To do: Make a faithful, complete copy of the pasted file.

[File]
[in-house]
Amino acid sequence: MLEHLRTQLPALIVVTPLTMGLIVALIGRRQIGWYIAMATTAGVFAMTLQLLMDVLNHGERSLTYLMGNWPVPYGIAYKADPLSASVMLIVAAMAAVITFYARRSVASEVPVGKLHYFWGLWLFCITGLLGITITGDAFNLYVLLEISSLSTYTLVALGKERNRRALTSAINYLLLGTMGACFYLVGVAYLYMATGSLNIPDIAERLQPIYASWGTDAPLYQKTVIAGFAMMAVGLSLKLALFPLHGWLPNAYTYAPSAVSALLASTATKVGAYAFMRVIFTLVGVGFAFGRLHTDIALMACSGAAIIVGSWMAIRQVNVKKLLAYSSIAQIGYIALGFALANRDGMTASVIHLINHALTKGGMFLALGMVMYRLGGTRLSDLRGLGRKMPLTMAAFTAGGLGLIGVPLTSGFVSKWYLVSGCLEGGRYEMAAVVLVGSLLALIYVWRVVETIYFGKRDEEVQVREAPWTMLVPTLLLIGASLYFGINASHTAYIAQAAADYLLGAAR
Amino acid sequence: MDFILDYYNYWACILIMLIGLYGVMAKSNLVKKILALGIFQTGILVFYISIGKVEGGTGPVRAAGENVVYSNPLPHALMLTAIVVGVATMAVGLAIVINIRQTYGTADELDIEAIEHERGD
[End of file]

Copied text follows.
[in-house]
Amino acid sequence: MLEHLRTQLPALIVVTPLTMGLIVALIGRRQIGWYIAMATTAGVFAMTLQLLMDVLNHGERSLTYLMGNWPVPYGIAYKADPLSASVMLIVAAMAAVITFYARRSVASEVPVGKLHYFWGLWLFCITGLLGITITGDAFNLYVLLEISSLSTYTLVALGKERNRRALTSAINYLLLGTMGACFYLVGVAYLYMATGSLNIPDIAERLQPIYASWGTDAPLYQKTVIAGFAMMAVGLSLKLALFPLHGWLPNAYTYAPSAVSALLASTATKVGAYAFMRVIFTLVGVGFAFGRLHTDIALMACSGAAIIVGSWMAIRQVNVKKLLAYSSIAQIGYIALGFALANRDGMTASVIHLINHALTKGGMFLALGMVMYRLGGTRLSDLRGLGRKMPLTMAAFTAGGLGLIGVPLTSGFVSKWYLVSGCLEGGRYEMAAVVLVGSLLALIYVWRVVETIYFGKRDEEVQVREAPWTMLVPTLLLIGASLYFGINASHTAYIAQAAADYLLGAAR
Amino acid sequence: MDFILDYYNYWACILIMLIGLYGVMAKSNLVKKILALGIFQTGILVFYISIGKVEGGTGPVRAAGENVVYSNPLPHALMLTAIVVGVATMAVGLAIVINIRQTYGTADELDIEAIEHERGD